Brennan has done some detective work on her time off, with the help of Max: they discovered that Pelant's high school guidance counselor went missing his senior (junior?) year. She was a runner, so they searched the woods in fictional Pitt Meadows, VA, and found her (super fakey skeleton) body, which Brennan excavated and pedestalled like the pro that she is.  The Jeffersonian team finds the body, after Brennan calls in a tip while disguising her voice. They also find a flower, which she and Angela have been using to communicate during her disappearance.

At the Jeffersonian, Clark notices the high nasal bridge, which suggests Caucasian, and her sternal rib ends put her at 35 to 39 at time of death. Her pelvic inlet shows she never gave birth.  The woman is ID'ed (not sure how) as Carole Morrissey, Pelant's high school guidance counselor.  Sweets pulls up Pelant's recommendation letters for Stanford and, using linguistic analysis, realizes that the one from Morrissey was written by Pelant, just before she went missing.  Angela, meanwhile, does some handwaving computer stuff and gets Miss Julian reinstated to the case because she showed her digital signature was forged (and she therefore didn't give Brennan money).

Clark is less successful in figuring out cause of death and the weapon that was used.  Saroyan notices staining on the trabeculae of the sternum, there's trauma to the back of the head, and a swab of the area comes up with red agate, a rock.  So this requires a visit from fugitive Brennan, who sees deep nicks on the 5th and 6th cervical vertebrae, as well as injuries to the 3rd to 5th lumbar verts.  More importantly, Brennan notices injuries consistent with Morrissey's being strung upside down and gutted: tearing of cartilage at the knee (lateral femoral and tibial condyles) and torn cartilage at the talus and medial malleolus. The body is almost wholly skeletonized, and yet the small bits of flesh that remain after 10(?) years are the ones that give manner of death.  Interesting.  Red agate was what Morrissey struck her head on before being strung up.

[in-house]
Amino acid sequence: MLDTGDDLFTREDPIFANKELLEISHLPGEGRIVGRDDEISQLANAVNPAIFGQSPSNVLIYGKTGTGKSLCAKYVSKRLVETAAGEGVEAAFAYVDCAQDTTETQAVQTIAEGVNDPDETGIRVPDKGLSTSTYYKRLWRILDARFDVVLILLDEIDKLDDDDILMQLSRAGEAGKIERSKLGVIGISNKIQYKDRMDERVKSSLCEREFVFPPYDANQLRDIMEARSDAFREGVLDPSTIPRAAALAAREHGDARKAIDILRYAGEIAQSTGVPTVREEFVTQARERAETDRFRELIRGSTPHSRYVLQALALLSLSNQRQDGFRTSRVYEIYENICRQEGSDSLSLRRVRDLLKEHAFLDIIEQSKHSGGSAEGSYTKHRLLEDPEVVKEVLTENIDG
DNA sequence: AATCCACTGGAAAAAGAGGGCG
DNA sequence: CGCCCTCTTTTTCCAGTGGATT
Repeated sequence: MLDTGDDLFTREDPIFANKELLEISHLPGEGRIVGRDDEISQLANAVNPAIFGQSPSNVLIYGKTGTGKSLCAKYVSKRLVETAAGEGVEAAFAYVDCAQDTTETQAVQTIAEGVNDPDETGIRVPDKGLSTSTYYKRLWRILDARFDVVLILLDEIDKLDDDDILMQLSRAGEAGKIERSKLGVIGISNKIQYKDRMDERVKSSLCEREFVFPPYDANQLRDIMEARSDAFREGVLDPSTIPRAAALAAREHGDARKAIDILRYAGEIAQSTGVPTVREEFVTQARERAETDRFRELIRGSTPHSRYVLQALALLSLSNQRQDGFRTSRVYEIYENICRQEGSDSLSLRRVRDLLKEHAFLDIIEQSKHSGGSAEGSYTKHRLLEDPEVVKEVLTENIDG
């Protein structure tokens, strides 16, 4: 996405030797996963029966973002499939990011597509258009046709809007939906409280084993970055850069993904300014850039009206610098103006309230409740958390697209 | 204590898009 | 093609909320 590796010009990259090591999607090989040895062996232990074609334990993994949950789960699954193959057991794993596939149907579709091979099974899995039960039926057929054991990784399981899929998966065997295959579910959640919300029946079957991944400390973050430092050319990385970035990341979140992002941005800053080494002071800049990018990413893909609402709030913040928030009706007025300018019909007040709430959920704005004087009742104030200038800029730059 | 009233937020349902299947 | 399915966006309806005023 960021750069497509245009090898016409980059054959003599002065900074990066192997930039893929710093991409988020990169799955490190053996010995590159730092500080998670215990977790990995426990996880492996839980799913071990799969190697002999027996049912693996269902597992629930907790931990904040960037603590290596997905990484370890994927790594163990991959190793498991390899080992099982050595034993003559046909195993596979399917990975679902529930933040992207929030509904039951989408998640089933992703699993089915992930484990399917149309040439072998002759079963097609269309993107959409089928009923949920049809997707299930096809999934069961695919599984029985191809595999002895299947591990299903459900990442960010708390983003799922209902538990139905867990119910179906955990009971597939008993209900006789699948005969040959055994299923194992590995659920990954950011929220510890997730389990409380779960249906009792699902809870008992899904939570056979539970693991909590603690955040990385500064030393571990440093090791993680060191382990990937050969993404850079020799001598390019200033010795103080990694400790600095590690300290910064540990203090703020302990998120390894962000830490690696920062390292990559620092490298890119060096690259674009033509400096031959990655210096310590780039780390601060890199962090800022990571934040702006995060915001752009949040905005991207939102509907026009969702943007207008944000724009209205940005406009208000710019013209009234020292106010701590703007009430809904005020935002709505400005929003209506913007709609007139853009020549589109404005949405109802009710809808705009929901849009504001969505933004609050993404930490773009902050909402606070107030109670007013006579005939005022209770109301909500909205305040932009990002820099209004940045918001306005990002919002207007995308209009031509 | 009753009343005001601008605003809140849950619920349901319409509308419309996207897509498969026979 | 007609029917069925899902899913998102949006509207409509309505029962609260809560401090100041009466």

Hodgins gets results back from the swab of the vertebrae: tamahagane, or Japanese steel. Brennan suspects that the murder weapon was a Japanese sword that Pelant's father brought back from the Pacific theatre during WWII.  Although Clark thought Pelant had used something heavy, since he was just 16, he was actually a very heavy teenager, around 200lbs, so he could put a lot of force on a light object.  Booth gets the sword from Pelant's family, and Clark shows that that weapon matches the sharp trauma to Morrissey's cervical vertebrae.  Pelant is taken into custody with this evidence.  

Angela meanwhile figures out the triangle of code that was on Ethan's wall - the edges of the triangle represent the three sides of Pelant: the base is his rebirth into innocence, one side is his secret murderer persona, and the other side is his guilt(?) and his desire for someone to kill him.  With some more computer handwaving, the symbols along the edges morph into a sooper secret code, which happens to plug into some program somewhere that somehow shows that Pelant digitally altered the surveillance video outside Ethan's asylum. Brennan is no longer a suspect in Ethan's murder.

The whole gang retreats to the Booth-Brennan manor to celebrate and apologize to one another.  Special Agent Flynn excuses himself to take on domestic terrorism.  Clark gets shuffled off to an archaeological dig somewhere for some reason.  But as B&B are "making up" on a washing machine's spin cycle (yes, really), they get a call - Pelant has managed to erase his identity and is claiming to be Basam Al-Fayad, an Egyptian citizen.  As he leaves the FBI with his Egyptian consulate escort, he hands Brennan a marigold - indicative of pain and grief.  Brennan tosses it, but as the elevator doors close, Flynn stoops and picks it up.  Dun-dun-dunnnnn!

Comments
  • Forensic